AMD Radeon RX Vega Review: High-Bandwidth Cache Controller (HBCC): Quick Look
AMD's Radeon RX Vega GPU architecture brought many notable features to the table, but the one is very special is HBCC - or "high-bandwidth cache controller". In this article, we will be taking a quick look at what HBCC is and talk about what it could offer in the future.
At its Capsaicin & Cream event held alongside GDC in February, AMD has made a big fuss about RX Vega's HBCC (High-Bandwidth Cache Controller), promising huge benefits to the gamers. At its RX Vega editor's day a couple of weeks ago, Radeon chief Raja Koduri called it his favorite feature of the new Radeon RX Vega architecture, as reported by Techgage.
During his presentation, Raja has claimed the potential of seeing +50% gains to average framerates, and a staggering +100% boost to minimum framerates in our gaming. In the demo he gave, Deus Ex: Mankind Divided was run on a 4GB AMD Radeon RX Vega, giving a good example of how HBCC could help with big games on more modest hardware.
For the getting things clearer, HBCC allows your GPU to treat VRAM as a last-level cache, so that a request for data not currently located in VRAM can be pulled into Vega's HBC for immediate access while simultaneously flushing out data which is no longer needed. In addition to describing how the feature functions several reviewers also did a bit of testing to determine the real world effect of enabling HBCC in games and benchmarks.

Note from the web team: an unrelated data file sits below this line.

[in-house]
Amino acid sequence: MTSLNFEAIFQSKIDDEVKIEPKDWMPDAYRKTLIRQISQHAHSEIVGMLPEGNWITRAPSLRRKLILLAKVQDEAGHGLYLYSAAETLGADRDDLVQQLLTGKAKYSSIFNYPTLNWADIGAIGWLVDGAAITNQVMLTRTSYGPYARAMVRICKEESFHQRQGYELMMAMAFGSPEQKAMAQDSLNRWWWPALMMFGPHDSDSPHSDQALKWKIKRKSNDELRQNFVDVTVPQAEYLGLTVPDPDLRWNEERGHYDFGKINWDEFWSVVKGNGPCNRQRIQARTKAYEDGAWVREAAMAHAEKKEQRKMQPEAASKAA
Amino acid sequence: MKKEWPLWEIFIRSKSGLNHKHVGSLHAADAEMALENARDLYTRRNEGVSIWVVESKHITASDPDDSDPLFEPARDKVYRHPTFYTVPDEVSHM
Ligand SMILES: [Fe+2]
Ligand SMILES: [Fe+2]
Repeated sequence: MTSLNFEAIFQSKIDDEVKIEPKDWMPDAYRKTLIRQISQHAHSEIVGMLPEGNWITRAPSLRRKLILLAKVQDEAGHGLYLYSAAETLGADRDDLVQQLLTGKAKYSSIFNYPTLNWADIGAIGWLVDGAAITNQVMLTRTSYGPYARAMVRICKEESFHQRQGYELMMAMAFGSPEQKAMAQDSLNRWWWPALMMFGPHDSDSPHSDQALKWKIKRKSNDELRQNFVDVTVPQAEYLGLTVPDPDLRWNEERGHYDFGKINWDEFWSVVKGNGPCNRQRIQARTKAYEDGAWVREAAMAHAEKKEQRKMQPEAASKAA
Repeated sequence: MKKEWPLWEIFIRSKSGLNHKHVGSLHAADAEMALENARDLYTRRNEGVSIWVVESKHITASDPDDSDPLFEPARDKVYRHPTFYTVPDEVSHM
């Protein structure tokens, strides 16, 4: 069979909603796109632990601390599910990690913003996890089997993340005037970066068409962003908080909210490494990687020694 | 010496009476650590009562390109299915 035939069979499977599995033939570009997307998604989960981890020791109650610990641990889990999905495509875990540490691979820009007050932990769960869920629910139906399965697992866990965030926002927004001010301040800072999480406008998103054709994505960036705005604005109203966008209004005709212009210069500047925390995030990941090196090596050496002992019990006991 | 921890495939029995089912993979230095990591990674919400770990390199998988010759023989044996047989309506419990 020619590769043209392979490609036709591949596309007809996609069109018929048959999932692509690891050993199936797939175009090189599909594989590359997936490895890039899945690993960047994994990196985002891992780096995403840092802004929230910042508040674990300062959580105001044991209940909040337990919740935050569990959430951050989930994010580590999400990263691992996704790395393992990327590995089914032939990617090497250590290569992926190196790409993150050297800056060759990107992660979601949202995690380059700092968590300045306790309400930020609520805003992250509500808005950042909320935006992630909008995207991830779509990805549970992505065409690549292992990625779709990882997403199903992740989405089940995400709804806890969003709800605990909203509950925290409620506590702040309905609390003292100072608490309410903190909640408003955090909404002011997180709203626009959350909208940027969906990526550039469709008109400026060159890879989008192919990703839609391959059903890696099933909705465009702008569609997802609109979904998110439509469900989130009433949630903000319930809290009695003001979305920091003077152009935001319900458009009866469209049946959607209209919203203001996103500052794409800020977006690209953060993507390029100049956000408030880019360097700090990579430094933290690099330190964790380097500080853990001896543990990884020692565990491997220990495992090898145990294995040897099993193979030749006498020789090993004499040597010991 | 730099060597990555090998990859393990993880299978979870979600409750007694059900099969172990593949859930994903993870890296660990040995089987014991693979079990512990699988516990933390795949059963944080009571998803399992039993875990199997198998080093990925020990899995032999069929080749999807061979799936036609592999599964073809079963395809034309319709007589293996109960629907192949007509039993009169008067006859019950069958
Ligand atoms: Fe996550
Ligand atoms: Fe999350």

In coming time, an application to utilize this mechanic and to maximize GPU efficiency in huge workloads could be seen. The pool of data that the Radeon Software will create is called the "HBCC Memory Segment" (HMS), and on our 32GB test PC, the minimum value that might be selected was ~11GB (max was ~24GB).
In the current AMD Vega driver (17.8.1), the function is disabled by default. This can be changed under » Games \ Global Settings « with one click under » HBCC Memory Segment «, as reported by Game Star.
In the future, this HBCC feature will enable to enjoy massive worlds without having to spend thousands of dollars on increasing the video memory. However, if the system RAM holds data that the GPU happens to need, it'll have to flow on down through the PCIe bus before the GPU can grab it up.
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